Ship Charters Stagger Under Returning Capacity



The container ship charter business is reeling from a series of debilitating blows — chronic overcapacity, a wider Panama Canal, Hanjin Shipping’s collapse and insufficient demand — factors that are driving carriers to dispose of surplus tonnage.

This bid to ease the supply-demand imbalance is swamping ship charterers with unemployed vessels and has sent charter rates tumbling to historical lows.

A steady stream of mega container ships into the market continues to cascade larger vessels from Asia-Europe into the other trades, and with the classic Panamax fleet now obsolete, carriers are returning these and other unwanted vessels to non-operating owners.

“Low charter rates means better discipline or no demand, especially for those Panamax or similar size vessels,” said Bronson Hsieh, Yang Ming Line chairman.

According to Alphaliner, those exposed to the classic panamax market (4,000-5,100 TEU) were the most distressed, and Hanjin Shipping’s collapse flooded an already gloomy charter market with modern units of 4,200 to 13,100 TEU that were up until then locked in long term charters or in financial leases.

While rock bottom freight rates on most long haul trades have severely impacted the bottom line of carriers, the analyst said non-operating owners (companies that hire their vessels to the carriers) were themselves not spared, with record unemployment levels pushing charter rates down to operating expense levels for medium sized ships of 2,000-9,000 TEU.

A carrier executive who declined to be named as he was unauthorised to comment on behalf of the line said low charter rates were a sign of a surplus of vessels in a spot market position where overall demand for tonnage was less than the supply.

“Many of these ships are supplied by non-operating owners, but as carriers receive their newbuildings, ships that are not owned are being released to the charter market as fast as possible as the carriers try to better match their capacity to demand,” he said.

“Furthermore, many of the idle ships are now obsolete as they were built for the older Panama Canal locks that were expanded and opened in mid-2016.  In many cases these ships have been replaced by larger vessels.”

Stephen Ng, OOCL director of trades, said a host of factors were usually at play and how chartered capacity was dealt with depended on each liner’s individual business objectives and needs.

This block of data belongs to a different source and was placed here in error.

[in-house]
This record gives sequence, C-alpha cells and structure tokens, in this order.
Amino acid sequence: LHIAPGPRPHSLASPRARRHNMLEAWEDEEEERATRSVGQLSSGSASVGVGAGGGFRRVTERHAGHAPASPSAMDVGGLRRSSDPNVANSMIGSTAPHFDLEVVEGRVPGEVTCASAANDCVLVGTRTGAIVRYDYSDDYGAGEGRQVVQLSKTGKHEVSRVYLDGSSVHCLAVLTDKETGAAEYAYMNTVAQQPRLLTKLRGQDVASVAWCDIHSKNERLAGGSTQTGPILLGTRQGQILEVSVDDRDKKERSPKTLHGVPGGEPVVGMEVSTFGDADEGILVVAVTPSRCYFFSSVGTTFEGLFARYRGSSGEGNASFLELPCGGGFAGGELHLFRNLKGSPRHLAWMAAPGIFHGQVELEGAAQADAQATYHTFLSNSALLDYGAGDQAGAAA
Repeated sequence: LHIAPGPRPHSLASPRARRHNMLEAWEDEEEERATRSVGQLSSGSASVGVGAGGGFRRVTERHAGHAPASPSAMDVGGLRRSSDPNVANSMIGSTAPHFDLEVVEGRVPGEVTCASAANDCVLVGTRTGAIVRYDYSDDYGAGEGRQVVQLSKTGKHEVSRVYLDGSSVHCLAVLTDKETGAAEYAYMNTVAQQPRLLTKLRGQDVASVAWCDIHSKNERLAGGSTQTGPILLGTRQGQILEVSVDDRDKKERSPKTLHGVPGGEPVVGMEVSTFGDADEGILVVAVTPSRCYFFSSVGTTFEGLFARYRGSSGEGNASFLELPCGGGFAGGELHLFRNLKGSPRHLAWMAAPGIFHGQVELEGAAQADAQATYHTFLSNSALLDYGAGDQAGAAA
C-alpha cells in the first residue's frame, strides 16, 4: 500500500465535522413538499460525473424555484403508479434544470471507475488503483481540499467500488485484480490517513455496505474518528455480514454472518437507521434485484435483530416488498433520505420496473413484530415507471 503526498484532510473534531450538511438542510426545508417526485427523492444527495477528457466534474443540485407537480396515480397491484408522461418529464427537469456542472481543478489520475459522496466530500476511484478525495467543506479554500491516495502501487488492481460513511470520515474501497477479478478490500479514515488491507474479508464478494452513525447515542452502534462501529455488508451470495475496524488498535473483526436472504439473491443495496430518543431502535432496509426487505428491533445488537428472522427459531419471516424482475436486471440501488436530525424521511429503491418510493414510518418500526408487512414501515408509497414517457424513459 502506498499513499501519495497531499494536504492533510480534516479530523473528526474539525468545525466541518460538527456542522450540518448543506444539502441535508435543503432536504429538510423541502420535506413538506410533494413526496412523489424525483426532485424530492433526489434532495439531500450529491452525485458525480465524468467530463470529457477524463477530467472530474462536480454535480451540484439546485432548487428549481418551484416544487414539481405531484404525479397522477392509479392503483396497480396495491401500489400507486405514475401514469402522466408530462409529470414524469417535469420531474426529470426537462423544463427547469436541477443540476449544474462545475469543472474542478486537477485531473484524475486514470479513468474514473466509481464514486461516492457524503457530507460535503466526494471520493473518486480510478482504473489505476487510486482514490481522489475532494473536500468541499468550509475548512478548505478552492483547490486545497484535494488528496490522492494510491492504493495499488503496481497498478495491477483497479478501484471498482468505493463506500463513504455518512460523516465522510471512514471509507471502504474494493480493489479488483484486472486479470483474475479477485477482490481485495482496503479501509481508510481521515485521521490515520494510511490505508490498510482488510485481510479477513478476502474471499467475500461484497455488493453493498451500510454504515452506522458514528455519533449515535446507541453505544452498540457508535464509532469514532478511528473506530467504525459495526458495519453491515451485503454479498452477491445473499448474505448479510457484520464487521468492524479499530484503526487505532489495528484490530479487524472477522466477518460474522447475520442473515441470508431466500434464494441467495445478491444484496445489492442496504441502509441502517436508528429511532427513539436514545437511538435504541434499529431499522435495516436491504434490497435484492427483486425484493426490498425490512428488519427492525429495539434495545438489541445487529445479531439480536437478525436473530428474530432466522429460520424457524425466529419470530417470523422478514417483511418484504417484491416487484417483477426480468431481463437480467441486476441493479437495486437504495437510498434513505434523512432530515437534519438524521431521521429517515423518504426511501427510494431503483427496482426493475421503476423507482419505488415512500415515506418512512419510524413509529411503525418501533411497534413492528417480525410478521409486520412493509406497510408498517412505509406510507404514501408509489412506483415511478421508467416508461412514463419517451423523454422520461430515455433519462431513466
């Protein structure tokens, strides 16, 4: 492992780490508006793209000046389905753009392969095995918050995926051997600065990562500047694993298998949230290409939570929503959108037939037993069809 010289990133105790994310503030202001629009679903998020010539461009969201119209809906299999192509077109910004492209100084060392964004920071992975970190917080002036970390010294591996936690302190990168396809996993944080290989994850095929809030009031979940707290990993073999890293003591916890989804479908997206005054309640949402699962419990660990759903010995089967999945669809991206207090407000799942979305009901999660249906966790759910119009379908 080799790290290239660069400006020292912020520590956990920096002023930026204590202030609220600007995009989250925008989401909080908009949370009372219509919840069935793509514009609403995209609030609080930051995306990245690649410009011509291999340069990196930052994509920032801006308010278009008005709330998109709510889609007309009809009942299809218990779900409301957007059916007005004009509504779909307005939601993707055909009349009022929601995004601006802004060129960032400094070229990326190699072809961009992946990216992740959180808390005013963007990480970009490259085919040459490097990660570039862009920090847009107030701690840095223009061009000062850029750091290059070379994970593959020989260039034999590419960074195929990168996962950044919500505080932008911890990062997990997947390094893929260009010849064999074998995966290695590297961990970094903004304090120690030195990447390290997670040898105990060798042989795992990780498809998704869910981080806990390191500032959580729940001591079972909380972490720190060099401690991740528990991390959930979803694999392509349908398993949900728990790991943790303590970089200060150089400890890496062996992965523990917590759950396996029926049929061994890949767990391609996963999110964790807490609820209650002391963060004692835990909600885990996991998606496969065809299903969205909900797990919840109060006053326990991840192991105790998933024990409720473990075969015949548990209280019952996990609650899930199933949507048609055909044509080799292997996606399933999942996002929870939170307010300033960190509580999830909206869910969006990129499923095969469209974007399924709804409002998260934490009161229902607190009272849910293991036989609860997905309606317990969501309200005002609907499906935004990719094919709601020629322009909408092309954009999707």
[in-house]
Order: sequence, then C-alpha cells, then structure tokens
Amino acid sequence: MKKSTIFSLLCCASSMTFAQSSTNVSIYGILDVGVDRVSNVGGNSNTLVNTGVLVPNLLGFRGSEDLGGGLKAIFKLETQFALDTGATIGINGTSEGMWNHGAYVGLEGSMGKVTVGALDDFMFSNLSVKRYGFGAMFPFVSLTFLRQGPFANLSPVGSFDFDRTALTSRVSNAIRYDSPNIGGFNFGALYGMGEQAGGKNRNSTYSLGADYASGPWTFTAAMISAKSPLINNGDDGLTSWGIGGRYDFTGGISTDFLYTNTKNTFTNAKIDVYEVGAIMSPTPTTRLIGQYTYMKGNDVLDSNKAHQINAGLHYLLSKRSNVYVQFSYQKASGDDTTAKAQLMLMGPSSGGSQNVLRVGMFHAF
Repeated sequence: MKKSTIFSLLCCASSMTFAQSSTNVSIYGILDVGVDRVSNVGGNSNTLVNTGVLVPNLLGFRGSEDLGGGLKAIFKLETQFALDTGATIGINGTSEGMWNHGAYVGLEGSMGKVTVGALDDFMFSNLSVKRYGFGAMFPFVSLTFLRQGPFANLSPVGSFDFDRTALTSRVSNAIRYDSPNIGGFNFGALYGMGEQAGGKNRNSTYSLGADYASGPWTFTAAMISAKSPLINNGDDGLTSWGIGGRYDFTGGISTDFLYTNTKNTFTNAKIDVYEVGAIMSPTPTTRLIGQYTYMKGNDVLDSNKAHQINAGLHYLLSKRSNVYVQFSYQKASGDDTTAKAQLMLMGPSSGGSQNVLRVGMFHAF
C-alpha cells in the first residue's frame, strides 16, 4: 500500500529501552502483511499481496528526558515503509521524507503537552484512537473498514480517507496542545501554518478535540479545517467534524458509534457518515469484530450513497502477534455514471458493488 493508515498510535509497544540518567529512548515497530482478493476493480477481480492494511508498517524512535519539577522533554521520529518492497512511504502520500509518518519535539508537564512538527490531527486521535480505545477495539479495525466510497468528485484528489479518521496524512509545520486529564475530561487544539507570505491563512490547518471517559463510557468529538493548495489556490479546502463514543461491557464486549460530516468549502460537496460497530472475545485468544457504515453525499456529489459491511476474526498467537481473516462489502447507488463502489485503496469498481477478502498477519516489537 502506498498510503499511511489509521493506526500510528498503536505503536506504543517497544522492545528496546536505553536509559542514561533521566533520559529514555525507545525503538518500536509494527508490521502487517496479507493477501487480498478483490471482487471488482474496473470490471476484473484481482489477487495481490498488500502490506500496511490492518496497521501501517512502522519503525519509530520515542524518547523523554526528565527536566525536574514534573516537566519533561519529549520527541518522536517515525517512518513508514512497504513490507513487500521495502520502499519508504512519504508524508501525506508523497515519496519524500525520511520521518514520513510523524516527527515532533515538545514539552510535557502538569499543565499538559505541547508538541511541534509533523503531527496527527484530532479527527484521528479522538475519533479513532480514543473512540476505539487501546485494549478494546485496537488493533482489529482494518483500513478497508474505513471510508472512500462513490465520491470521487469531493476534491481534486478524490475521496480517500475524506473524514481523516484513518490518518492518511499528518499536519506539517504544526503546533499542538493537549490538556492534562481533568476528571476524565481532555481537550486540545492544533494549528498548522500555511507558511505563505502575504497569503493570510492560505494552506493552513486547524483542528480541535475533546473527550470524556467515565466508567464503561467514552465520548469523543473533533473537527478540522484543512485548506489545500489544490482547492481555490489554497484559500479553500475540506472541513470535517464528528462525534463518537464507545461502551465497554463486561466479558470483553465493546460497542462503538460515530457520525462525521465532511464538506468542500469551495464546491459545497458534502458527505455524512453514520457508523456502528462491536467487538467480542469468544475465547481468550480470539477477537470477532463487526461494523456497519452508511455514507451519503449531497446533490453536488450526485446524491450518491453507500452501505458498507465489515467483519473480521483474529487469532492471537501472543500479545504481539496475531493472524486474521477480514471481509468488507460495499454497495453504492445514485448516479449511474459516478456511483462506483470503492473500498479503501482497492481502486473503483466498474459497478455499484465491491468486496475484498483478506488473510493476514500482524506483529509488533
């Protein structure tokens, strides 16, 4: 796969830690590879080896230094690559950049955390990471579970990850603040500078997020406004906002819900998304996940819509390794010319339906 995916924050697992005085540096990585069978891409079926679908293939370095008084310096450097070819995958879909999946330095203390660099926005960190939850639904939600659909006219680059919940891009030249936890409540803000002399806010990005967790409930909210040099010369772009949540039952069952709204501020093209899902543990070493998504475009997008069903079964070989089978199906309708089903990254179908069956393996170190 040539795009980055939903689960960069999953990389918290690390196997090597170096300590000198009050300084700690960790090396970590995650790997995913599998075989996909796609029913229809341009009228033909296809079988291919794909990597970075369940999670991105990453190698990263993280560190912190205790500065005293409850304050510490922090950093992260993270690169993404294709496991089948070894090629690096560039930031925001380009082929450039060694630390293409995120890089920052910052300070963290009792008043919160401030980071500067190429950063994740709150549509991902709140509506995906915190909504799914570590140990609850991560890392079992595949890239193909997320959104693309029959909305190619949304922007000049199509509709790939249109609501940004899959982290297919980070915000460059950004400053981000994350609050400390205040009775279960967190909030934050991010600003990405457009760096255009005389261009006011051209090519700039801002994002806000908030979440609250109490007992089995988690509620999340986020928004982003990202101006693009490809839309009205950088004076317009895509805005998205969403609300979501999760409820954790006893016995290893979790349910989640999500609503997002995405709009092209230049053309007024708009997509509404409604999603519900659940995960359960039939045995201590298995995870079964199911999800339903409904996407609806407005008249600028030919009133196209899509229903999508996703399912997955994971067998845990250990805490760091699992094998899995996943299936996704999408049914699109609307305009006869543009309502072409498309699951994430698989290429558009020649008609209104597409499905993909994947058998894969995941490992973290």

“Over the last few years, the industry has indeed been keeping a very close eye on issues related to oversupply in the market and making necessary capacity changes where such adjustments may not necessarily be confined to managing chartered tonnage,” he said.

The value of second-hand panamax container ships has plunged, coinciding with their surging unemployment level as larger vessels can now transit the widened Panama Canal.  The value of a 4,250 TEU panamax ship built in 2009 dropped by just more than 45 percent in September, while a 2011-built ship’s price was down 39 percent, according to, an online ship valuation analyst.

Larger post-panamax ships have seen the greatest softening in 10 years with the price of a 7,000 TEU 2005-built vessel falling by just more than 50 percent in September and a 2016 built ship dropping by more than 19 percent.

Another area that was being impacted by the state of the business was time charter periods. Ng said OOCL’s time charter periods were generally shorter compared to than those from a few years ago.

A consideration that is applied in time charter contracts is the fuel efficiency of a vessel, “and ships that were efficient were likely to get longer deployment, said the carrier executive who did not wish to be named.”

“Long term charters tend to be on more sustainable levels for the owners.  Overall, carriers are in a stronger negotiation position for now and will fix vessels based upon their demand and with a close eye on their own order book,” he said.

Did you subscribe for our daily newsletter?

It’s Free! Click here to Subscribe!

Source: JOC


This site uses Akismet to reduce spam. Learn how your comment data is processed.